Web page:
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Applied Parallel Research
P.O. Box 1837
Roseville, CA 95677
Telephone: 310-455-8955
Fax: 310-455-8965

Job Title: Senior Systems Analyst


John Levesque, levesque@apri.com
Dennis Goodrow, dgoodrow@mindscape.com

Duties and Accomplishments:

Fortran-90 to Fortran-77 translator

Working solo for a year, I analyzed, designed and implemented a translator for converting all the features of Subset High Performance Fortran (HPF) to Fortran-77 including array syntax, WHERE statements, FORALL statements, Fortran-90 array manipulation, query and reduction intrinsics, array-valued functions, array constructors, attributed declarations and numerous other F90 features.

Because the translator:

  • Re-used temporary array variables (required far less memory at run-time),
  • Created only LHS (left-hand-side) temporaries so that a five-point stencil assignment required only one temporary array instead of four,
  • Internally used a fairly elegant and highly recursive method of representing most Fortran-90 constructs as FORALL statements,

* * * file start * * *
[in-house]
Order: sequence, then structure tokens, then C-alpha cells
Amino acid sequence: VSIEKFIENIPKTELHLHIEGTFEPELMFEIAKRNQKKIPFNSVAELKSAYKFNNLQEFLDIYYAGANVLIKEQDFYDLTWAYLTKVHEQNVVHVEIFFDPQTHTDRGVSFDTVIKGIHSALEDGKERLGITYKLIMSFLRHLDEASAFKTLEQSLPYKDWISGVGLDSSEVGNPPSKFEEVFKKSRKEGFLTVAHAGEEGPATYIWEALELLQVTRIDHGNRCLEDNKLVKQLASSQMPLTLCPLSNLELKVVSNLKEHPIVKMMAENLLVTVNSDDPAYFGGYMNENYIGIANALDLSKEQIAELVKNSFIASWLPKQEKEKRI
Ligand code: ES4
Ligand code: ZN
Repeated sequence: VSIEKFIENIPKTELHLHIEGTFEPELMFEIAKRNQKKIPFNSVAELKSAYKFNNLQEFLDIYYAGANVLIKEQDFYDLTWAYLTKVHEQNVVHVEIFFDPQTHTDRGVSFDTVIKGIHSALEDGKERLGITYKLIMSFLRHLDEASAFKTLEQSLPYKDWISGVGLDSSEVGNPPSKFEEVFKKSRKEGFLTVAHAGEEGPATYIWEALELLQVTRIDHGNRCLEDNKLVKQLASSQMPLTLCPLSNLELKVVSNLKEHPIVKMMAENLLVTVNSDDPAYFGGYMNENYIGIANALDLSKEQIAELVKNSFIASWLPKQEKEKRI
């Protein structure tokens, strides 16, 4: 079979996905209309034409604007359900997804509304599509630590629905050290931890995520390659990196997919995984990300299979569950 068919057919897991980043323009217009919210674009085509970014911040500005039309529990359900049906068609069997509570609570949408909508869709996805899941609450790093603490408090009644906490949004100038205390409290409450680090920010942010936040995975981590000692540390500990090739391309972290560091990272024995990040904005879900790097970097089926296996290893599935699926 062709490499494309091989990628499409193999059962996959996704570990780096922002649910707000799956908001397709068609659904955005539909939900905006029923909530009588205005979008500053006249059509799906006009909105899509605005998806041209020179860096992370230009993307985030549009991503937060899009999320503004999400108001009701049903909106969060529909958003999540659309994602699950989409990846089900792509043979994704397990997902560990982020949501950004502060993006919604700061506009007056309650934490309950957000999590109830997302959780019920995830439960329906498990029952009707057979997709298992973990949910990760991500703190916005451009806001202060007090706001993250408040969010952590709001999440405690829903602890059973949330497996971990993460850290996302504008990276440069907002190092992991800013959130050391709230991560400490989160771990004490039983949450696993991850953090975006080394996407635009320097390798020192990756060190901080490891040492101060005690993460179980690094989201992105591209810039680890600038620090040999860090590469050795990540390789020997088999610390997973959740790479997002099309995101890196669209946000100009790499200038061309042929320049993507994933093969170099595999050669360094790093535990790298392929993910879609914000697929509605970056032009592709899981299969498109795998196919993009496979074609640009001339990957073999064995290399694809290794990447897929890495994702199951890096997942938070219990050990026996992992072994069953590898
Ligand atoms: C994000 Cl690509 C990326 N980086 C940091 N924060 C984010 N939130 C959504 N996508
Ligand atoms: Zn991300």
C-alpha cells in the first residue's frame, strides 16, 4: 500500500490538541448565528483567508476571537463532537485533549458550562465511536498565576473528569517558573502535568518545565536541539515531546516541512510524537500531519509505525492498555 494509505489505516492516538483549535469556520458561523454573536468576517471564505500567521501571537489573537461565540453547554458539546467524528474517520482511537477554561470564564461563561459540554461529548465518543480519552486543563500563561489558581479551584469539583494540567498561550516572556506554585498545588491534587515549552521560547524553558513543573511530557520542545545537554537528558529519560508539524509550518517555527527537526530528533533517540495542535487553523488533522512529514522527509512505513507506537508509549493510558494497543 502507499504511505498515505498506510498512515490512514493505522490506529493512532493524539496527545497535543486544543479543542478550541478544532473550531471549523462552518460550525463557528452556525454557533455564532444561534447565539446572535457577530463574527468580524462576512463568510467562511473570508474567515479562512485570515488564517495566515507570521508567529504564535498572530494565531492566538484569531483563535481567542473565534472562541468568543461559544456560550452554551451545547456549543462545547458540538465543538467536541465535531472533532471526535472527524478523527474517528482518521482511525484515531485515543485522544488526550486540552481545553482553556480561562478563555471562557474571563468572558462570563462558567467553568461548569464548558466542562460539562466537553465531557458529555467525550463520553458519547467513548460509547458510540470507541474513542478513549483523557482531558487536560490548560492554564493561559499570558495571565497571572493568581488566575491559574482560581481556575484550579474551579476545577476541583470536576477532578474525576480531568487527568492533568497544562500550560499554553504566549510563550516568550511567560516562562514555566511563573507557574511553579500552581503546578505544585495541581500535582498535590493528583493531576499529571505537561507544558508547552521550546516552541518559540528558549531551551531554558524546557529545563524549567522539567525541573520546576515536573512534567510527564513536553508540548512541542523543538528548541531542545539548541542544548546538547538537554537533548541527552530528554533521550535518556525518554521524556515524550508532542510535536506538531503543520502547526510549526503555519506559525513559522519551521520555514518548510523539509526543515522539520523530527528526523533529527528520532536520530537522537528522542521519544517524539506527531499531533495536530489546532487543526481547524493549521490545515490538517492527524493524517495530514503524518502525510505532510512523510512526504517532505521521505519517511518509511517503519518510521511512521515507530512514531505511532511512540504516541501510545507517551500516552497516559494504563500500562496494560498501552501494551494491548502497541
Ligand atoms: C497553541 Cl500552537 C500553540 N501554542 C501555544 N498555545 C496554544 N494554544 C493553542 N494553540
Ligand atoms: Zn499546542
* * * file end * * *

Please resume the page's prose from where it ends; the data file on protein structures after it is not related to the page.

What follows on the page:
• And used array decomposition and alignment information from HPF directives to select the best outermost loop generated from a sequence of FORALLs fused into the same loop nest,

APR was able to terminate a joint marketing arrangement with Kuck and Associates (saving $48K/year plus royalties) whose KAP precompiler had been used previously for the Fortran-90 to Fortran-77 translation. The translator is now marketed as zAPR

Thinking Machines Contracts

Implemented a "firewall" feature that freed the TMC CMAX programmer from worrying about whether an array resided on the FE (Front-End) or CM (Connection Machine) by creating routine wrappers for calls out of context and copying the needed arrays to (and from if necessary) their new locations ("homes" in TMC-lexicon) in memory.

Studied and wrote a 40-page report/proposal about the features of a CM-Fortran (CMF) to High Performance Fortran (HPF) translator and later implemented the deliverable CMF2HPF utility.

IBM Power-4 Contract Phase II

Designed a more precise (efficient) algorithm for controlling cache-flushing on the Power-4.

IBM Power-4 Contract Phase I

As part of a three-person team, I designed and implemented Fortran code restructuring for the IBM Power 4, a shared-memory (except for a small "local memory"), modestly parallel architecture with software-controlled cache flushing. The challenge was to delegate the minimum number of loop iterations possible to each processor that would still assure no cache-line conflicts for array and scalar variables written (assigned) within a parallelizable loop. When iterations were unknown at compile-time, a "red-black" ordering of loop iteration chunks was used.